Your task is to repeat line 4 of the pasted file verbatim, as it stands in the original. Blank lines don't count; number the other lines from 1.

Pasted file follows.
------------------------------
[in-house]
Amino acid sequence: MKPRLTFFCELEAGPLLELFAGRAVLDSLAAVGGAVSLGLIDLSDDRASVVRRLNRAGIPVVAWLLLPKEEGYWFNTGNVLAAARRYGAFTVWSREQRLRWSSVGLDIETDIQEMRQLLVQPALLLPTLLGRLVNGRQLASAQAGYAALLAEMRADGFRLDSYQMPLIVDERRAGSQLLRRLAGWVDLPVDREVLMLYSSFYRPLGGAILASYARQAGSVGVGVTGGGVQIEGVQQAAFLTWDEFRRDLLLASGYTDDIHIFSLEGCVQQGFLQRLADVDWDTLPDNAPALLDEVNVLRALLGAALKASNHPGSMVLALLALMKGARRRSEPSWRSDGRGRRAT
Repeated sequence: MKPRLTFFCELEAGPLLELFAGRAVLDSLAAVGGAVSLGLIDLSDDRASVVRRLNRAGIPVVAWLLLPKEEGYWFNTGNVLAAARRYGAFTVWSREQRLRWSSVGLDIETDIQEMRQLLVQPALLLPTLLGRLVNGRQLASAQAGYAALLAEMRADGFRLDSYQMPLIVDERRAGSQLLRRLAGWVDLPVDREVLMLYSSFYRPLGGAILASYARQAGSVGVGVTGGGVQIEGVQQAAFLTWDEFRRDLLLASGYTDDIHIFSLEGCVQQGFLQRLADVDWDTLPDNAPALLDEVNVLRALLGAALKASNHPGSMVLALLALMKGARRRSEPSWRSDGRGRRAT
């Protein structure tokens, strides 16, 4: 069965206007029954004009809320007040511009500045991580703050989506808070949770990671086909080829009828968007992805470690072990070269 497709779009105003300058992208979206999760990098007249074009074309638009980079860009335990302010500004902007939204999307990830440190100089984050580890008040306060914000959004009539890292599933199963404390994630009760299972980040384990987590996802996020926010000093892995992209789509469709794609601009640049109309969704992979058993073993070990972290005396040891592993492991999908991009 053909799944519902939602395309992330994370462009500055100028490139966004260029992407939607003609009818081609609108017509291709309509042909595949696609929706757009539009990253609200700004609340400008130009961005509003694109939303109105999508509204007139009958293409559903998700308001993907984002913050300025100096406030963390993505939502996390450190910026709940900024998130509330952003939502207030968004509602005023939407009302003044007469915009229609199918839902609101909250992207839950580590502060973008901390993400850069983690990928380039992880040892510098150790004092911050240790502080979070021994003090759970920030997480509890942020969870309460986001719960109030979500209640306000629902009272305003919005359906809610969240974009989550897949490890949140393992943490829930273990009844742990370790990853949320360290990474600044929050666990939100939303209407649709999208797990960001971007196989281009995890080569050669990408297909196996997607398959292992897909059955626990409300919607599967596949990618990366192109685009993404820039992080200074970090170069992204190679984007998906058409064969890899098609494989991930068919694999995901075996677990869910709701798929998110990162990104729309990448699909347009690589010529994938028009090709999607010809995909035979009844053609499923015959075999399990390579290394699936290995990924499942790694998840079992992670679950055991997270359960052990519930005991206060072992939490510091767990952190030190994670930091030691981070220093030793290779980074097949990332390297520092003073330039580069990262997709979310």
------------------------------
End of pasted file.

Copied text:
């Protein structure tokens, strides 16, 4: 069965206007029954004009809320007040511009500045991580703050989506808070949770990671086909080829009828968007992805470690072990070269 497709779009105003300058992208979206999760990098007249074009074309638009980079860009335990302010500004902007939204999307990830440190100089984050580890008040306060914000959004009539890292599933199963404390994630009760299972980040384990987590996802996020926010000093892995992209789509469709794609601009640049109309969704992979058993073993070990972290005396040891592993492991999908991009 053909799944519902939602395309992330994370462009500055100028490139966004260029992407939607003609009818081609609108017509291709309509042909595949696609929706757009539009990253609200700004609340400008130009961005509003694109939303109105999508509204007139009958293409559903998700308001993907984002913050300025100096406030963390993505939502996390450190910026709940900024998130509330952003939502207030968004509602005023939407009302003044007469915009229609199918839902609101909250992207839950580590502060973008901390993400850069983690990928380039992880040892510098150790004092911050240790502080979070021994003090759970920030997480509890942020969870309460986001719960109030979500209640306000629902009272305003919005359906809610969240974009989550897949490890949140393992943490829930273990009844742990370790990853949320360290990474600044929050666990939100939303209407649709999208797990960001971007196989281009995890080569050669990408297909196996997607398959292992897909059955626990409300919607599967596949990618990366192109685009993404820039992080200074970090170069992204190679984007998906058409064969890899098609494989991930068919694999995901075996677990869910709701798929998110990162990104729309990448699909347009690589010529994938028009090709999607010809995909035979009844053609499923015959075999399990390579290394699936290995990924499942790694998840079992992670679950055991997270359960052990519930005991206060072992939490510091767990952190030190994670930091030691981070220093030793290779980074097949990332390297520092003073330039580069990262997709979310």